8. http://www.epa.gov/ozone/ USA Environmental Protection Agency (2002)

Garfield - 1

Saturday, November 12, 2005 by Blogpur

Every Saturday from now on, I plan to upload some of my favourite Garfield comic strips. All pictures are taken from Garfield.com.


Saturday, November 05, 2005 by Blogpur

"Do I dare disturb the universe? - T.S. Elliot"

"We interrupt this program for a police message. The Dullwich case robbery has been bungled and there are criminals on the loose."

A light smirk appeared across my face. Criminals and the corrupt was a way of life. Something that was now intrinsic to me. I lit a cigarette and sat there motionless, the spiralling wafts of smoke gently rose from my face. The rain was merciless outside, as was the night, the night never went away, it always came back with the criminals.

Out of the darkness the telephone rang. I was in no mood to pick it up. One sorry murder after another. The streets of Los Angeles were not that nice. Not like what they sold to you in the movies. There were no Orange groves here, there were murders and plenty of them.

"Yes, this is Renault speaking...what?...yes right away."

Sometimes it wasn't about the murder, sometimes it could be differnt. Today was different, tonight was different.

My rather large gut took its time to rise from the chair after a prolonged rest there. My longish face with plenty of wrinkles under the eyes and hair white around the temples struggled to cope with the job at hand. It was 2am. I took my coat, my cigarettes and armed myself with a revolver and went outside.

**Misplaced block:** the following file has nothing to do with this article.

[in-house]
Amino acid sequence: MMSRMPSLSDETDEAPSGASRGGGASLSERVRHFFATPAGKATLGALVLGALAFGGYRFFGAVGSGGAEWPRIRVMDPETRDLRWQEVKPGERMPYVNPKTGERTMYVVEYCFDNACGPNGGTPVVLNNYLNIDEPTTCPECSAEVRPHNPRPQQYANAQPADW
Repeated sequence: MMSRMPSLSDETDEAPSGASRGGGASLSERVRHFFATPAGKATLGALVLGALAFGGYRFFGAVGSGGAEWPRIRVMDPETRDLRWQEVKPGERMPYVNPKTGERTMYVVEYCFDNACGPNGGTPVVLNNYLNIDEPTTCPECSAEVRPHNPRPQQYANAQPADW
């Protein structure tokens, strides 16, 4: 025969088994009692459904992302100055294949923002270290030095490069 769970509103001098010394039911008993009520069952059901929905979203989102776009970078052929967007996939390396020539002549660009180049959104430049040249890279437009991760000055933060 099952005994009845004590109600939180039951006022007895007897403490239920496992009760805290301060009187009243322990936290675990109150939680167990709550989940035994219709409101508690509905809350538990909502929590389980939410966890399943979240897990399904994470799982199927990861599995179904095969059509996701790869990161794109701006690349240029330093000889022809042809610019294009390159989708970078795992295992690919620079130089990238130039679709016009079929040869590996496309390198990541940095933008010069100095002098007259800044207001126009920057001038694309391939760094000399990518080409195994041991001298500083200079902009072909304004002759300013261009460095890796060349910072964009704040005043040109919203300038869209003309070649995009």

I hailed a cab. I told to the driver to proceed to 20th and Church.

"You're cut" the driver told me. "Well it's a pity you ain't a woman" I retorted.

He got me there dutifully in 20 minutes. There was a dead body near a woman about 10 metres from where Iwas. I walked over. I thought that this was going to be different. It turned out to be the same as any other day.

"Is this the man that called me m'am, is he Archie Leach?"

The woman was in a serious state of shock, she hadn't seen anything like his before. She was erratric and shivering profusely. She didn't respond. Yet at the same time, I sensed a real power within the woman, she wasn't spitting out fear, she was conjuring it.

"M'am I'm here to help. My name is Viktor Renault and I was called here. Is this man Archie Leach?"

She nodded but was quiet.

"Ok m'am we'll get you to a hospital."

It was the usual, man D.O.A. On the way to the hospital, I tried cajoling her although I wasn't much of shrink.

"M'am you can help me out here, what did you see, did you see the killer?"

"No, I didn't see anyone." She was really pushing it, her health wasn't all that good.

"Anything else m'am?"

"I heard two men run away into the distance after hearing a single shot fired. It sounded like it came from far away."

"Allright m'am, that was very useful, you take some care now."

We arrived at the hospital, I got her a placement. The doctor named Spade was a man who enthused with profiligate celebrity but he was professional nonetheless. He informed me that Miss Leach was in a state of shock and that she would take a couple of days to recover.